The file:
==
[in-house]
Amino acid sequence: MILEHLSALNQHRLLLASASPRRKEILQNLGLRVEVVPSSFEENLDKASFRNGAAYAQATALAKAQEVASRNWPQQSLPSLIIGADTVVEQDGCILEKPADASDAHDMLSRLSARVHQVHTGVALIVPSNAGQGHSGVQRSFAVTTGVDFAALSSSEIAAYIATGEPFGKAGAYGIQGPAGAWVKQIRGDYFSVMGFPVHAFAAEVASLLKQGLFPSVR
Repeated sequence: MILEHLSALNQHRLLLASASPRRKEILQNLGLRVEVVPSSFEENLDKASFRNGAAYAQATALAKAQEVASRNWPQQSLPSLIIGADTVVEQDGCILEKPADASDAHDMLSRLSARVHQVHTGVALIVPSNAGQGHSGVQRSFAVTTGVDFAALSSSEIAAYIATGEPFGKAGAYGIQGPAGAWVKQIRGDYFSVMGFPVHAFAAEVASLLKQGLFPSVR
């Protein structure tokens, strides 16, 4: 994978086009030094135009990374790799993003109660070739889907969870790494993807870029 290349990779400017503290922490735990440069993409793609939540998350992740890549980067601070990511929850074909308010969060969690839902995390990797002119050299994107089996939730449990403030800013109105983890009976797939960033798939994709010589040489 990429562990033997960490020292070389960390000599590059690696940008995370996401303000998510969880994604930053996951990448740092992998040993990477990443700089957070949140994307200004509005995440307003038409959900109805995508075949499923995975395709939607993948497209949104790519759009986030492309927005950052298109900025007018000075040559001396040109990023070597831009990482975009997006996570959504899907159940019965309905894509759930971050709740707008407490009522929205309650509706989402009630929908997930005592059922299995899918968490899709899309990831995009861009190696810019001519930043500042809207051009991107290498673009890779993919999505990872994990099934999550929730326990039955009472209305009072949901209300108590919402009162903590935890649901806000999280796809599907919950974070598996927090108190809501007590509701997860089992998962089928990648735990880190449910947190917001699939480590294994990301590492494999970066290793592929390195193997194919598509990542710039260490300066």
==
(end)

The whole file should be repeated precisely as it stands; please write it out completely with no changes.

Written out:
[in-house]
Amino acid sequence: MILEHLSALNQHRLLLASASPRRKEILQNLGLRVEVVPSSFEENLDKASFRNGAAYAQATALAKAQEVASRNWPQQSLPSLIIGADTVVEQDGCILEKPADASDAHDMLSRLSARVHQVHTGVALIVPSNAGQGHSGVQRSFAVTTGVDFAALSSSEIAAYIATGEPFGKAGAYGIQGPAGAWVKQIRGDYFSVMGFPVHAFAAEVASLLKQGLFPSVR
Repeated sequence: MILEHLSALNQHRLLLASASPRRKEILQNLGLRVEVVPSSFEENLDKASFRNGAAYAQATALAKAQEVASRNWPQQSLPSLIIGADTVVEQDGCILEKPADASDAHDMLSRLSARVHQVHTGVALIVPSNAGQGHSGVQRSFAVTTGVDFAALSSSEIAAYIATGEPFGKAGAYGIQGPAGAWVKQIRGDYFSVMGFPVHAFAAEVASLLKQGLFPSVR
């Protein structure tokens, strides 16, 4: 994978086009030094135009990374790799993003109660070739889907969870790494993807870029 290349990779400017503290922490735990440069993409793609939540998350992740890549980067601070990511929850074909308010969060969690839902995390990797002119050299994107089996939730449990403030800013109105983890009976797939960033798939994709010589040489 990429562990033997960490020292070389960390000599590059690696940008995370996401303000998510969880994604930053996951990448740092992998040993990477990443700089957070949140994307200004509005995440307003038409959900109805995508075949499923995975395709939607993948497209949104790519759009986030492309927005950052298109900025007018000075040559001396040109990023070597831009990482975009997006996570959504899907159940019965309905894509759930971050709740707008407490009522929205309650509706989402009630929908997930005592059922299995899918968490899709899309990831995009861009190696810019001519930043500042809207051009991107290498673009890779993919999505990872994990099934999550929730326990039955009472209305009072949901209300108590919402009162903590935890649901806000999280796809599907919950974070598996927090108190809501007590509701997860089992998962089928990648735990880190449910947190917001699939480590294994990301590492494999970066290793592929390195193997194919598509990542710039260490300066």